Whether you are walking in and out of the galleries of Bushwick, perusing the graffiti art of storefront metal gates on Avenue U or stepping over thoughtful spray paint stencils on your local street corner, this borough’s creativity is effused throughout its infrastructure. This often neglected urban art is reconsidered and given a more thoughtful home on the Brooklyn Museum’s fifth floor with Stephen Powers: Coney Island is Still a Dreamland (To a Seagull), on display now through August 21.
For the past four months Powers has been setting up shop in the Iris and Gerald B. Cantor Gallery, a vast room with ceilings that reach to the sky. The cavernous space is put to good use with floor to ceiling installations of hand painted signage and advertisement that serve as a love letter to the iconography of 150 years of visual entertainment on the Coney Island boardwalk. The flashy, bold colors of posters, large and small, compete for space and viewers’ attention as if the gallery walls were a common bulletin board. Powers creates a space that is loud, confrontational and as pushy as a hundred vendors vying for your attention along the boardwalk. In the center of the space there is a single coin-operated tower viewer; unnecessary for the bold, communicative work on the wall, but evoking the feeling that beyond the consumerist menagerie there is an ocean view, stretches of sand, maybe a swooping seagull somewhere in the distance.
Powers has been mixing art and industry in NYC for decades as a graffiti artist working, in a sometimes contentious relationship with the law, to paint over the metal grates of abandoned or defaced storefronts. In 2000 Powers began his relationship with Coney Island when he curated an installation called “The Dreamland Artists Club,” to redesign and paint storefront signs along the Coney Island boardwalk. His business in Park Slope, ICY signs, also blends functionality and creative passion by offering a commercial sign shop and serving as a studio space on the corner of Fourth Avenue and Bergen Street.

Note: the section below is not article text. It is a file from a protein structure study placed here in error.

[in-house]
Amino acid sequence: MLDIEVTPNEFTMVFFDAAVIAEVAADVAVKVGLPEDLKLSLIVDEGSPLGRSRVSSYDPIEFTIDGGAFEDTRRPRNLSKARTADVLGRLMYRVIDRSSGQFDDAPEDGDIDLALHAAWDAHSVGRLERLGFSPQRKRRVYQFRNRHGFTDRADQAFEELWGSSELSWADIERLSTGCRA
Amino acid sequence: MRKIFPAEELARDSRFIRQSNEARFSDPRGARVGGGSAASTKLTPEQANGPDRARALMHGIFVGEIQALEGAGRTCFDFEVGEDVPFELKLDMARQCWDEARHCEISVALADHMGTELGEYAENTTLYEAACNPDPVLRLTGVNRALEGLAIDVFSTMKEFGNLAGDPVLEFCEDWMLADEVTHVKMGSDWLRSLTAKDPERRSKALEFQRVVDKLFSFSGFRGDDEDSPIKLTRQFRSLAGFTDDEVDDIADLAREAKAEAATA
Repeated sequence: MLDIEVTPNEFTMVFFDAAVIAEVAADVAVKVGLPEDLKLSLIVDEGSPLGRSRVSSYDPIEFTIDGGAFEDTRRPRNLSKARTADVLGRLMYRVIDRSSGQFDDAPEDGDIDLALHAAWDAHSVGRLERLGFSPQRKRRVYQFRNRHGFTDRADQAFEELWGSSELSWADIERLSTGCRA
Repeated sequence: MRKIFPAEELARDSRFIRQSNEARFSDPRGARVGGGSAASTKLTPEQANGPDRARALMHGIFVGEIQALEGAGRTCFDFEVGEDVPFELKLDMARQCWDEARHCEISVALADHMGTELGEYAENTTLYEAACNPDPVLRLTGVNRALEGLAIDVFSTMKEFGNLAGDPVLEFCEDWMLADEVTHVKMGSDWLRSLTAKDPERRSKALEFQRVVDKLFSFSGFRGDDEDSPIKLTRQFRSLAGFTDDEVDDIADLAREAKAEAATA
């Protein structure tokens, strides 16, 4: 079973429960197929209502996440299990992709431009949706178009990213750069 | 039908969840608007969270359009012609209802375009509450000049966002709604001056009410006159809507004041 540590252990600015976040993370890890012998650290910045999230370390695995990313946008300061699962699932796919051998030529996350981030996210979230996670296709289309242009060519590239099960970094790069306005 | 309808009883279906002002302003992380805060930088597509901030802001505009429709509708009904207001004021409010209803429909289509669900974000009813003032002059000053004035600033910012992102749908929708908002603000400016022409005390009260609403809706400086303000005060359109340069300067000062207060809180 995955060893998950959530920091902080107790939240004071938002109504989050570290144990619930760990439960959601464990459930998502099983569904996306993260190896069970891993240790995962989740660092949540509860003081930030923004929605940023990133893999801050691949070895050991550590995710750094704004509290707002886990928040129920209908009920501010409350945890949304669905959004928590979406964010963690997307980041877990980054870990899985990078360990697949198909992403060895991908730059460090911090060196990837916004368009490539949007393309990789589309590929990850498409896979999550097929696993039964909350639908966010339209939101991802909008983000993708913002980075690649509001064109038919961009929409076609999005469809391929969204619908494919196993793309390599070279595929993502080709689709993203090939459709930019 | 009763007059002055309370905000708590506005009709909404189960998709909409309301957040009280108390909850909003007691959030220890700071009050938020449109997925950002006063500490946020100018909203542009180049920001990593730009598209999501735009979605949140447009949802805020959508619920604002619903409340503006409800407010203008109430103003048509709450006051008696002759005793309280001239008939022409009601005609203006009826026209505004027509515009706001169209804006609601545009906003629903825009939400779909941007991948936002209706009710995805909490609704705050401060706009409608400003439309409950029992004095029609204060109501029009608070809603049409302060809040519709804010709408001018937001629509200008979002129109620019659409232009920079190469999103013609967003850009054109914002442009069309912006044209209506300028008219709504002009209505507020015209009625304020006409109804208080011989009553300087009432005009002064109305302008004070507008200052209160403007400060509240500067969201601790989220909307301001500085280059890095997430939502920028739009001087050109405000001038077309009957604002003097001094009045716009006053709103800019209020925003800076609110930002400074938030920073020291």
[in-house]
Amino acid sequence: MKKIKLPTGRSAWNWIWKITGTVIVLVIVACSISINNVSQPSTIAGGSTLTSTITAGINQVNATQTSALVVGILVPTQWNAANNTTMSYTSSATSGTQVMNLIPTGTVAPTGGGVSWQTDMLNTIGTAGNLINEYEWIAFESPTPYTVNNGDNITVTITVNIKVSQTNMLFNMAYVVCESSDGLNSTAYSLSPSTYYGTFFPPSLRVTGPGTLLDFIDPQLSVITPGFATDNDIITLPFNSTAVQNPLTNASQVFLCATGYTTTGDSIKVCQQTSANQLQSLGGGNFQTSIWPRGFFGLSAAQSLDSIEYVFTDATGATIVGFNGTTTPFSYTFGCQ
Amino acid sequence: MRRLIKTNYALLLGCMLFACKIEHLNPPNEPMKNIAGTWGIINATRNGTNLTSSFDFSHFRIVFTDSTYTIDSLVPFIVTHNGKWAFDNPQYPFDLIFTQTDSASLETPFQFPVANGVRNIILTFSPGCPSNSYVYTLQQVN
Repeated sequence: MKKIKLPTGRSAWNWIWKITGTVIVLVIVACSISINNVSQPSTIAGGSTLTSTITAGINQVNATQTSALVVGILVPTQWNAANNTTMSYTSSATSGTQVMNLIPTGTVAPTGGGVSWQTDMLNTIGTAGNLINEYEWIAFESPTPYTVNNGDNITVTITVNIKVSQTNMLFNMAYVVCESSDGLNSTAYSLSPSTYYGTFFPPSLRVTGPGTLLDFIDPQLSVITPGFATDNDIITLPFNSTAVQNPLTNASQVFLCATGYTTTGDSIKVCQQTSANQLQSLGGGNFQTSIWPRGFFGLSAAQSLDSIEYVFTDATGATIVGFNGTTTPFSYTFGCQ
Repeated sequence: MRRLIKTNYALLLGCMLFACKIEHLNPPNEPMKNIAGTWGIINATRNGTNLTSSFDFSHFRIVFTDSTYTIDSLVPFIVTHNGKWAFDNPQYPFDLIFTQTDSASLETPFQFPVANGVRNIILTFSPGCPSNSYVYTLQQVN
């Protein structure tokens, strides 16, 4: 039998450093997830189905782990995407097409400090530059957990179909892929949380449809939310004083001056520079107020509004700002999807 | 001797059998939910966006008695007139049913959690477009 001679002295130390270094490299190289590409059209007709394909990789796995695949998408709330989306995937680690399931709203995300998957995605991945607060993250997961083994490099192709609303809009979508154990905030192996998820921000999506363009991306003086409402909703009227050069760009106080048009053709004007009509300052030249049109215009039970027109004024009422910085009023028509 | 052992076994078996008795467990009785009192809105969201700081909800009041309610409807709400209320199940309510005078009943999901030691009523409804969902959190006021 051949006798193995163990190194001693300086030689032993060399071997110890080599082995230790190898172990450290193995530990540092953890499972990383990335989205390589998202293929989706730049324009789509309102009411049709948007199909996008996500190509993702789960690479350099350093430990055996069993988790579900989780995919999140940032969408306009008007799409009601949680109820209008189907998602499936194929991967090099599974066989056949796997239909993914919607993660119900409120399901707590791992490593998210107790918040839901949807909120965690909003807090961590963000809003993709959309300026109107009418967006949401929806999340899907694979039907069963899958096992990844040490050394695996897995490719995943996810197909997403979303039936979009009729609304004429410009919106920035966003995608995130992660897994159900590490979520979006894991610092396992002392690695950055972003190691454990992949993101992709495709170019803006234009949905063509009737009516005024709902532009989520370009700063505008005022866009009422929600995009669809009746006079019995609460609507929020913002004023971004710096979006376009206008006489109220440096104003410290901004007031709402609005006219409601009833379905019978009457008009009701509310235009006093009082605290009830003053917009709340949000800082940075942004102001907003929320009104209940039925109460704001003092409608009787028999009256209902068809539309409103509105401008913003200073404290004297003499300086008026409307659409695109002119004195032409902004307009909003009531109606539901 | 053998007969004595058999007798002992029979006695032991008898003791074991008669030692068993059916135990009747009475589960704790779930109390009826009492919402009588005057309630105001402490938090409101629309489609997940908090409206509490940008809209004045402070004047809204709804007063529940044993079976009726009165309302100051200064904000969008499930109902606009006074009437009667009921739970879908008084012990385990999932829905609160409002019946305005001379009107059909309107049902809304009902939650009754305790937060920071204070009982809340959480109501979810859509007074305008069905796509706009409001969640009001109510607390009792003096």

If you get lucky, you may catch Stephen Powers or another artist at work creating a new sign, performing fast and tight brushwork, mostly unaware of passerby. When I was there a man was speedily crafting a sign for something that would cost “ONLY 5 ¢!” although I got the sense it would never be clear what exactly cost five cents. The insightful experience in viewing this work is that there is no mention of brand, not much about product, and in the absence of knowing what to consume we can thoughtfully consider how advertising plays with our focus and desire. Meanwhile, when Powers removes the intention from the ad it is free to take on an aesthetic beauty that is normally stripped by product placement.
The impetus for this installation is the 150th anniversary of Coney Island as a tourist attraction. It was presented in conjunction with Coney Island: Visions of an American Dreamland, 1861–2008 — which has since ended — but the appeal of Stephen Powers’ work was strong enough to extend its run until August.
Coney Island is a global historical landmark and a precursor to the theme parks of modernity but it means something entirely different to locals. Coney Island claims a special place in the hearts of many Brooklynites, less for its amusements and more for its strange, otherworldly qualities: its winter solitudes, fisherman hangouts, and the landmarked Parachute Jump’s cloud slicing figure on the south Brooklyn skyline. At the same time it is a contentious area where seasonal disregard and degradation can leave residents feeling forgotten. It is in this regard that Powers’ work comes off tone deaf and inconsiderate. All of the speed and ferocity of a busy summer can be captured in this installation but there is little evidence in his work of the closed up shops and leftover detritus of a long summer season, or the strange feeling a child gets when passing by a remastered sign inviting you to “shoot the freak.”
Powers’ installation is worthy of a trip, although not for any specific piece of work or even the grandiose way he throws it together in what seems like acres of two-dimensional visual product. What is exceptional about this installation is that it unlocks a new way of looking at the most common pieces of art we see every day: the advertisements and signs that command our attention. After considering the art of advertisement it brings meaning to the strips of 99 cent stores, take out restaurants and cell phone outlets that populate our daily commutes for better or worse. If nothing else, let this installation lend a moment of generosity to the way you absorb your surroundings.
Stephen Powers: Coney Island Is Still a Dreamland (To a Seagull) is open through August 21, 2016 at the Brooklyn Museum, 200 Eastern Parkway Brooklyn, New York 11238